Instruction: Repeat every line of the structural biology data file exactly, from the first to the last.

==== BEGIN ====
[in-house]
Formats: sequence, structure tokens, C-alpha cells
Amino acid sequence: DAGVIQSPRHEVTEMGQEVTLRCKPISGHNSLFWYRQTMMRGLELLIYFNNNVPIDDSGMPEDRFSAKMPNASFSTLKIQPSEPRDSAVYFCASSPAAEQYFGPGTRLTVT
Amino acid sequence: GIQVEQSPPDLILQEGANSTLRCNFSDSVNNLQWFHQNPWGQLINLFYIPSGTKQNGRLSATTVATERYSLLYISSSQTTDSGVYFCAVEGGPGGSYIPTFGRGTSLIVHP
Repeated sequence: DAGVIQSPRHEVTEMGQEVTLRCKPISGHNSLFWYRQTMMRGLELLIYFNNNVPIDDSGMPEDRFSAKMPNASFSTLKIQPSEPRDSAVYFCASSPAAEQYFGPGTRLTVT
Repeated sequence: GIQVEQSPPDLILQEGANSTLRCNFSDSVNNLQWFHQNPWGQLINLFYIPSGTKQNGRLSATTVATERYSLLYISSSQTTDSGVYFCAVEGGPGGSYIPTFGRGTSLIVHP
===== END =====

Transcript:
[in-house]
Formats: sequence, structure tokens, C-alpha cells
Amino acid sequence: DAGVIQSPRHEVTEMGQEVTLRCKPISGHNSLFWYRQTMMRGLELLIYFNNNVPIDDSGMPEDRFSAKMPNASFSTLKIQPSEPRDSAVYFCASSPAAEQYFGPGTRLTVT
Amino acid sequence: GIQVEQSPPDLILQEGANSTLRCNFSDSVNNLQWFHQNPWGQLINLFYIPSGTKQNGRLSATTVATERYSLLYISSSQTTDSGVYFCAVEGGPGGSYIPTFGRGTSLIVHP
Repeated sequence: DAGVIQSPRHEVTEMGQEVTLRCKPISGHNSLFWYRQTMMRGLELLIYFNNNVPIDDSGMPEDRFSAKMPNASFSTLKIQPSEPRDSAVYFCASSPAAEQYFGPGTRLTVT
Repeated sequence: GIQVEQSPPDLILQEGANSTLRCNFSDSVNNLQWFHQNPWGQLINLFYIPSGTKQNGRLSATTVATERYSLLYISSSQTTDSGVYFCAVEGGPGGSYIPTFGRGTSLIVHP